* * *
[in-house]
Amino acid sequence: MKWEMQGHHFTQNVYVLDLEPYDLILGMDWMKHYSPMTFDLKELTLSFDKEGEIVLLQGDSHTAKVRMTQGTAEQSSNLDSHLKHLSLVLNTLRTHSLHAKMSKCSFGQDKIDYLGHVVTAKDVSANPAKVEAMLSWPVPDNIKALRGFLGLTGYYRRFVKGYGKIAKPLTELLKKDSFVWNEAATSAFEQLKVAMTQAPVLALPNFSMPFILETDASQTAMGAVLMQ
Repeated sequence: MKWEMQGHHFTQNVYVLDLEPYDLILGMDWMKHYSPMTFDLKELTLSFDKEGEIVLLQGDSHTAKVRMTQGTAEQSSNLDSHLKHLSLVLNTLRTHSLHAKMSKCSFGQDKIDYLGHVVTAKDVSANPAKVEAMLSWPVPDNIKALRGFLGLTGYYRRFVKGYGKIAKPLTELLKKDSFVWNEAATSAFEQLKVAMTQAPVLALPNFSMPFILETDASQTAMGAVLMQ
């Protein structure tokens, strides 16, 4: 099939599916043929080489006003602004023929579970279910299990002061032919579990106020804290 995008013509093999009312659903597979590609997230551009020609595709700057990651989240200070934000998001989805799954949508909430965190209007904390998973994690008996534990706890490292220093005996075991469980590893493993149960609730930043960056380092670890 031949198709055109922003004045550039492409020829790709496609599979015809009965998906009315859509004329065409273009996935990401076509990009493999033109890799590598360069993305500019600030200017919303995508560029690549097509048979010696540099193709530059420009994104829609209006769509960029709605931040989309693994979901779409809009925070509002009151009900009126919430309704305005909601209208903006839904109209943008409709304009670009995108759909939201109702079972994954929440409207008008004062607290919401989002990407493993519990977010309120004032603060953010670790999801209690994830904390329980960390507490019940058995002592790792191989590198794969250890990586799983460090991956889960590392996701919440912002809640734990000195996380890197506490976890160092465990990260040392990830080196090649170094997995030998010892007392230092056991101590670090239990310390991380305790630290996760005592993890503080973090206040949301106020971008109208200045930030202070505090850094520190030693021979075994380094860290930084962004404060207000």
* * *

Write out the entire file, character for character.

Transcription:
[in-house]
Amino acid sequence: MKWEMQGHHFTQNVYVLDLEPYDLILGMDWMKHYSPMTFDLKELTLSFDKEGEIVLLQGDSHTAKVRMTQGTAEQSSNLDSHLKHLSLVLNTLRTHSLHAKMSKCSFGQDKIDYLGHVVTAKDVSANPAKVEAMLSWPVPDNIKALRGFLGLTGYYRRFVKGYGKIAKPLTELLKKDSFVWNEAATSAFEQLKVAMTQAPVLALPNFSMPFILETDASQTAMGAVLMQ
Repeated sequence: MKWEMQGHHFTQNVYVLDLEPYDLILGMDWMKHYSPMTFDLKELTLSFDKEGEIVLLQGDSHTAKVRMTQGTAEQSSNLDSHLKHLSLVLNTLRTHSLHAKMSKCSFGQDKIDYLGHVVTAKDVSANPAKVEAMLSWPVPDNIKALRGFLGLTGYYRRFVKGYGKIAKPLTELLKKDSFVWNEAATSAFEQLKVAMTQAPVLALPNFSMPFILETDASQTAMGAVLMQ
């Protein structure tokens, strides 16, 4: 099939599916043929080489006003602004023929579970279910299990002061032919579990106020804290 995008013509093999009312659903597979590609997230551009020609595709700057990651989240200070934000998001989805799954949508909430965190209007904390998973994690008996534990706890490292220093005996075991469980590893493993149960609730930043960056380092670890 031949198709055109922003004045550039492409020829790709496609599979015809009965998906009315859509004329065409273009996935990401076509990009493999033109890799590598360069993305500019600030200017919303995508560029690549097509048979010696540099193709530059420009994104829609209006769509960029709605931040989309693994979901779409809009925070509002009151009900009126919430309704305005909601209208903006839904109209943008409709304009670009995108759909939201109702079972994954929440409207008008004062607290919401989002990407493993519990977010309120004032603060953010670790999801209690994830904390329980960390507490019940058995002592790792191989590198794969250890990586799983460090991956889960590392996701919440912002809640734990000195996380890197506490976890160092465990990260040392990830080196090649170094997995030998010892007392230092056991101590670090239990310390991380305790630290996760005592993890503080973090206040949301106020971008109208200045930030202070505090850094520190030693021979075994380094860290930084962004404060207000």